I don’t see movies all that often, and I hardly consider myself an expert, but I highly recommend Slumdog Millionaire and encourage you to see it as soon as you can. Critics have raved about its classic rags-to-riches story within the allegorical tale of the birth of modern India. Within its two hour duration viewers are exhausted keeping up with protagonist Jamal Malik, running through the slums and decades past of the gargantuan Mumbai metropolis. It features great acting, an even better plot, and a captivating message that will inspire all.
But through it all, I noticed something that seemed both critical and somehow overlooked within the film. So much of the focus is on Jamal’s accomplishments; how his rise to fame and success somehow is fait accompli, each moment perfectly crafted for the next. Much of the plot is predicated on Jamal’s fate; that he is somehow destined to be successful. However, what seems to be overlooked is the deus ex machina of the movie—the game show itself—the very vessel that has enabled Jamal to utilize his diverse upbringing for fame and fortune. Without it we are titleless, for Jamal remains a slumdog without his chance at millions.
And with that we are given the true lesson of Slumdog Millionaire, albeit with one important caveat: fate, without opportunity, is meaningless.
Jamal is accused of being a cheat by the police who cannot fathom any other way an orphan from the Mumbai slums could answer questions that would stump even the most learned scholars. Jamal is relentless, however, and insists that he is neither a cheat nor a genius. It is fate, he claims, that has allowed him to win as much as he has. Each anecdote is tied to a question, and with each tale comes another peg in the game. It is the gameshow that provides Jamal the medium to utilize his life accomplishments. Without it, his tale would not be written and his rags-to-riches journey would remain at the rags part. We know how Jamal knows the answers to the question, but why doesn’t the movie focus on how he became a contestant on the show itself? It’s not a McGuffin so much as a creative plot device, but overshadowing it by the colorful odyssey he takes certainly does not do the moral of the movie any justice.
Being the teacher/blogger that I am, I cannot help but editorialize on this point. As teachers we don’t strive for our students’ success because we feel that they are destined to succeed, that somewhere it is written. We are unfortunately not afforded such omniscience. Furthermore, such thinking seems almost archaic in today’s empirically-based scientific world, where we would be hard-fetched to explain purpose in terms of a greater divine plan of great proportion. This is the appeal of stories like Slumdog Millionaire, where miraculous success occurs with inexplicable explanations. We lump these fascinations into a singular term called fate, and we cheer for Slumdog Millionaire because it tickles this very idea. In that sense, Slumdog Millionaire has been unjustly marketed, for it’s not a simple movie about fate, but rather the opportunity rarely granted to achieve remarkable things.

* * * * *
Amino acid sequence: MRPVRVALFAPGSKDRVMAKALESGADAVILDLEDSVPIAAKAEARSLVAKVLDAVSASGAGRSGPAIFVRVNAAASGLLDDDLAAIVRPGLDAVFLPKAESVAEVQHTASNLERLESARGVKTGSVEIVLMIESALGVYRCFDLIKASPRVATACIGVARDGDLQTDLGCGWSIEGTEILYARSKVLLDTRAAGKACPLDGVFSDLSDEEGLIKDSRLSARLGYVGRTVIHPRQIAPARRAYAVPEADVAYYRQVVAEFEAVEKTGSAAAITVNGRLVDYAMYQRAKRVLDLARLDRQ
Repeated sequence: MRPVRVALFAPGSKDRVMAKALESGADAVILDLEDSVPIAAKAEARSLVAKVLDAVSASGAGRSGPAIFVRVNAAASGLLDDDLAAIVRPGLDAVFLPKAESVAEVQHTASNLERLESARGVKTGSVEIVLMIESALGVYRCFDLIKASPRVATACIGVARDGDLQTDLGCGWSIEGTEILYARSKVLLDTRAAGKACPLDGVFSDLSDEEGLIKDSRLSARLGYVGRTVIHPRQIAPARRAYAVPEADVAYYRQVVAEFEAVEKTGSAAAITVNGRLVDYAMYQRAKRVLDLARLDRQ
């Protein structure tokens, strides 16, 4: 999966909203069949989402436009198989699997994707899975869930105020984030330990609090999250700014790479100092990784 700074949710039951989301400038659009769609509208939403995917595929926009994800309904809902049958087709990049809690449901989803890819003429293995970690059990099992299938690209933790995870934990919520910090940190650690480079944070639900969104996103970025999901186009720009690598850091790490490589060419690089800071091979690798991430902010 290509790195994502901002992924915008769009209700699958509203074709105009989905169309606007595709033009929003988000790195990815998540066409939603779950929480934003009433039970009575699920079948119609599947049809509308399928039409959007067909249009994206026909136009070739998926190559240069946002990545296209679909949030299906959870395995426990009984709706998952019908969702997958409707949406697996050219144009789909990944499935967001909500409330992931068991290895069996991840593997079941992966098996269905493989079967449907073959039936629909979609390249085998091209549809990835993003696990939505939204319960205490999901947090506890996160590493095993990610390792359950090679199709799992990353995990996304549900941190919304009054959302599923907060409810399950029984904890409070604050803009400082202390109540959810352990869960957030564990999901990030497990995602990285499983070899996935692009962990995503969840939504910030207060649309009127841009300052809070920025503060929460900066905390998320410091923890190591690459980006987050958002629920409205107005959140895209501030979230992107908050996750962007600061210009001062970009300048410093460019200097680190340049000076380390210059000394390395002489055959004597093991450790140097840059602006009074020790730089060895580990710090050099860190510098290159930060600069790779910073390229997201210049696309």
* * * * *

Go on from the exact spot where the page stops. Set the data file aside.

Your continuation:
But what is fate without the critical element of opportunity? Jamal’s experience is for not if he is not able to appear on the game show, just as Michael Jordan’s grit and determination is for not if he was not given a chance to play on his freshman basketball team. For all the talent, training, and impulse we attribute to those most successful, we often overlook the simple fact that all were given a chance, and made the most of it.
Ultimately teachers do not teach because they believe their students are fated for success. Rather, they strive for opportunity and the chance to succeed. Destiny and genius are not inherently tied, but genius and success are both biological entities with the potential to blossom. I’ve coined this term the Good Will Hunting theory: where even the most gifted person can waste away if they aren’t given the opportunity to display their talent. We are not grooming the next Jamal Malik or the next Michael Jordan. Rather, we are giving each student the opportunity to become their own millionaire in their own right.
If we think about it that way, the appeal of Slumdog Millionaire is the same appeal as the classroom. It is the moment—often serendipitous and unplanned—where a lifetime of experience transforms into something beautiful, that we realize that fate is like a flower, waiting for the right conditions to bloom and manifest itself. And whether the prize is 40 million rupees, true love, or the simply satisfaction of an great academic achievement, we leave with the same feeling: that somehow, it was meant to be.